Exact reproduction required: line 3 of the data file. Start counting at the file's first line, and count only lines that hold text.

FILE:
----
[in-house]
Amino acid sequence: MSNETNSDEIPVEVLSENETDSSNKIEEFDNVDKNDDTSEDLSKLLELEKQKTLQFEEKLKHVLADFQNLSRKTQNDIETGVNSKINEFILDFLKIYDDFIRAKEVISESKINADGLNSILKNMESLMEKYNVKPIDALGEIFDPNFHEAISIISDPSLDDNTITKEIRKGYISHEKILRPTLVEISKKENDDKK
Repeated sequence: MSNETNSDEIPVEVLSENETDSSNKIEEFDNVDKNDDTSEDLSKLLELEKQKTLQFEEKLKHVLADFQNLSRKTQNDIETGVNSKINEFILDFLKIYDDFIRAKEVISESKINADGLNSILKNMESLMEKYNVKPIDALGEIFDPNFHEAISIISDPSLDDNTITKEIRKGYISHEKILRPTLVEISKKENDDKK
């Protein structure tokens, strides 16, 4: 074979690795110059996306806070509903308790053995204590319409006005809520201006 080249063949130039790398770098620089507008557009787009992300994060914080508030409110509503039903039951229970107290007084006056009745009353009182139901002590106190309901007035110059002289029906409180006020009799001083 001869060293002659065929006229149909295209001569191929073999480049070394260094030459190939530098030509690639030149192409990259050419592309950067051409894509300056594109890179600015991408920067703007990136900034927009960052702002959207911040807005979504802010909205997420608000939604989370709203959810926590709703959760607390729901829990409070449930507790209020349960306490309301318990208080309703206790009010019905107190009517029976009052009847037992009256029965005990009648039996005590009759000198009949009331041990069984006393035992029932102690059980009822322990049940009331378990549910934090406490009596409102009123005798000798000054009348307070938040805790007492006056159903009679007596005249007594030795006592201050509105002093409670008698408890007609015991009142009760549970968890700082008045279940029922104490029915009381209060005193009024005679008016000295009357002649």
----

Repeated sequence: MSNETNSDEIPVEVLSENETDSSNKIEEFDNVDKNDDTSEDLSKLLELEKQKTLQFEEKLKHVLADFQNLSRKTQNDIETGVNSKINEFILDFLKIYDDFIRAKEVISESKINADGLNSILKNMESLMEKYNVKPIDALGEIFDPNFHEAISIISDPSLDDNTITKEIRKGYISHEKILRPTLVEISKKENDDKK